U.S. Treasury Secretary Mnuchin visits Apple HQ, tweets photo with Tim Cook

“Treasury Secretary Steven Mnuchin tweeted a photo with Apple CEO Tim Cook on Friday, emphasizing Apple’s recent jobs announcement,” Chloe Aiello reports for CNBC.

“The photo depicts the two smiling at Apple’s new headquarters in Cupertino, California, and comes just days after Cook’s visit to Washington D.C.,” Aiello reports. “Apple in January made a series of pledges to invest in the U.S. economy, due in part to incentives reaped from the ‘Tax Cuts and Jobs Act.'”

“The company said it would open a new campus, create 20,000 jobs and repatriate most of its overseas cash, which comes to well over $250 billion. In total, Apple said its economic contributions over the next five years tally to about $350 billion,” Aiello reports. “Earlier this week, Cook made the rounds on Capitol Hill in Washington, D.C., as he does from time to time.”

Read more in the full article here.

MacDailyNews Take: Smart business.

SEE ALSO:
Apple CEO Tim Cook visits Capitol Hill – March 13, 2018

[Thanks to MacDailyNews Readers “Fred Mertz” and “David E.” for the heads up.]

34 Comments

  1. This is the first image/photo that I’ve seen from inside the spaceship that shows actual people walking on the inner sidewalk/walkway that isn’t an artists’ rendering.

  2. look at all those apparently full grown trees they transplanted, they hired whole teams of arborists , kept several nurseries and emptied tree farms of stock

    All that love and care

    Meanwhile they are selling a 2013 Mac Pro in 2018 on their webpage one of their flagship products.
    Imagine if Ford tried selling a 2013 truck today as ‘new’ with no reduction in price while they spent inordinate amounts of effort spiffing up their offices for their staff.

  3. I wish Trump would nominate better people to his cabinet positions. Why doesn’t he understand what Abraham Lincoln understood, that a cabinet of rivals would result in superior policy-making, accruing to his credit? I think I know why. He is 70 and set in his ways, and he personally prefers sycophants to experts who might trouble him with details that take up his time. The whole deal is pitiable for everyone, and an unsavoury yellow stain on the pages of future history books.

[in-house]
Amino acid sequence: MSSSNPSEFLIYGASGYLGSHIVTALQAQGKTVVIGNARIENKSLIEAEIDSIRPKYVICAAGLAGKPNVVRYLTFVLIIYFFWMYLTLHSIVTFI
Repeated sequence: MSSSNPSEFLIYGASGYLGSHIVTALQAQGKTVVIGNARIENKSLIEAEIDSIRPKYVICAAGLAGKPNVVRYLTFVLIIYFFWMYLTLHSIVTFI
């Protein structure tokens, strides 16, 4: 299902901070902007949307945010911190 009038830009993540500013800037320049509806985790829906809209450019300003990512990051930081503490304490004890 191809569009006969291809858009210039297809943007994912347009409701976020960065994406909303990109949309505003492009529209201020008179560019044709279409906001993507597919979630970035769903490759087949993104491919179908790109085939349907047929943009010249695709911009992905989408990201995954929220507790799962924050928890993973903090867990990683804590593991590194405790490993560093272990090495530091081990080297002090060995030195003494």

1. Much too many of his cabinet appointments came from the very cesspool that the cabinet is in a charge of regulating. This exactly the reverse. Devoss, for example, wants to shut down the Dept. of Education but now is its head so what better person to do it, eh?

      1. God, my comment sounds as if I favor public education-hater Devoss. I do not . But I might favpr her a little if she were an Apple “gadgeteer”.

      2. de Vos ( she’s got a Dutch name) is a religious zealot. She has used her entire life spending her inheritance lobbying for public money to be diverted to religious schools, and demanding that religious propaganda be slipped into science curriculum in public schools. What a waste. The US needs a national leader to find and solve the reasons that American kids score so low in math and science.

        So sad that there are people who refuse to see the obvious lack of applicability of a 2000 year old Aramaic and Hebrew storybook for modern science and math preparation in the modern world. Nobody at Apple uses the Bible to create any of their products. Apple hires agnostic coders and social justice warrior CEOs that live in sin. Get used to it.

        1. A denizen of the Fundie cesspool that Trumb brought into his own cesspool to expand it.

          But I truly hope that Anon Q is correct that Trump is really a secret White Hat who will reveal dramatically how he will disinfect the cesspool but he has had nearly 1.4 years to do this; nothing yet.

      3. Draining a swamp and refilling it with raw sewage is hardly an improvement. A swamp is actually a very verdant and productive aspect of nature. The raw sewage is just a nasty byproduct of digestion and metabolism that needs to be reprocessed.

        Electing an egomaniacal billionaire as President who values loyalty over character and personal approval over facts and substance was unwise. Similarly, the appointment of a slew of billionaire businesspeople to major government positions and chasing out the career civil servants who know how things work is not a recipe for success. Anyone who thinks that the government can and should be run like a business is wrong. Honestly, do you want this country run like a corporation? Think about it…

        1. Trum seems to be ignorantly misapplying “swamp” to mean “cesspool.” I hope it’s true. If not, maybe he really wants to drain the ecologically beneficial “swamp” in order to fill it with “cesspool” appointments which he seems to be doing with the CPFB, the Education Dept., and the EPA. All three appointments are disastrous for normal working Americans but super enriching for corporate America and the already wealthy.

      1. Your trite response is also incomplete.